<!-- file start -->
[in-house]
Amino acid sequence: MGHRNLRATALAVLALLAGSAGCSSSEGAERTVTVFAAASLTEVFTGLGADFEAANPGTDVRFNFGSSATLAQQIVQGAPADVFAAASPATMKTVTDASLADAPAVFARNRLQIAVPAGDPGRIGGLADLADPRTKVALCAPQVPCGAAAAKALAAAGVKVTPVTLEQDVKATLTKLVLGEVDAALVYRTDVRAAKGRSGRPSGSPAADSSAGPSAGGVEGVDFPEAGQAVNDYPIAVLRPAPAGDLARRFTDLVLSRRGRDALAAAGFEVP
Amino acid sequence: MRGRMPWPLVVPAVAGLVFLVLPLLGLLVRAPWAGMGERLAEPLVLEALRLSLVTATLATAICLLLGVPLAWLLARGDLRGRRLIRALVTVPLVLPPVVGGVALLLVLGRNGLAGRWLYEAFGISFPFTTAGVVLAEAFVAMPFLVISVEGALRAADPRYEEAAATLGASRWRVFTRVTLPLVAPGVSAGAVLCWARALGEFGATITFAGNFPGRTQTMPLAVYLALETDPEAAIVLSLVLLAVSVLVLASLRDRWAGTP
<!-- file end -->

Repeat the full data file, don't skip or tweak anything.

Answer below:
[in-house]
Amino acid sequence: MGHRNLRATALAVLALLAGSAGCSSSEGAERTVTVFAAASLTEVFTGLGADFEAANPGTDVRFNFGSSATLAQQIVQGAPADVFAAASPATMKTVTDASLADAPAVFARNRLQIAVPAGDPGRIGGLADLADPRTKVALCAPQVPCGAAAAKALAAAGVKVTPVTLEQDVKATLTKLVLGEVDAALVYRTDVRAAKGRSGRPSGSPAADSSAGPSAGGVEGVDFPEAGQAVNDYPIAVLRPAPAGDLARRFTDLVLSRRGRDALAAAGFEVP
Amino acid sequence: MRGRMPWPLVVPAVAGLVFLVLPLLGLLVRAPWAGMGERLAEPLVLEALRLSLVTATLATAICLLLGVPLAWLLARGDLRGRRLIRALVTVPLVLPPVVGGVALLLVLGRNGLAGRWLYEAFGISFPFTTAGVVLAEAFVAMPFLVISVEGALRAADPRYEEAAATLGASRWRVFTRVTLPLVAPGVSAGAVLCWARALGEFGATITFAGNFPGRTQTMPLAVYLALETDPEAAIVLSLVLLAVSVLVLASLRDRWAGTP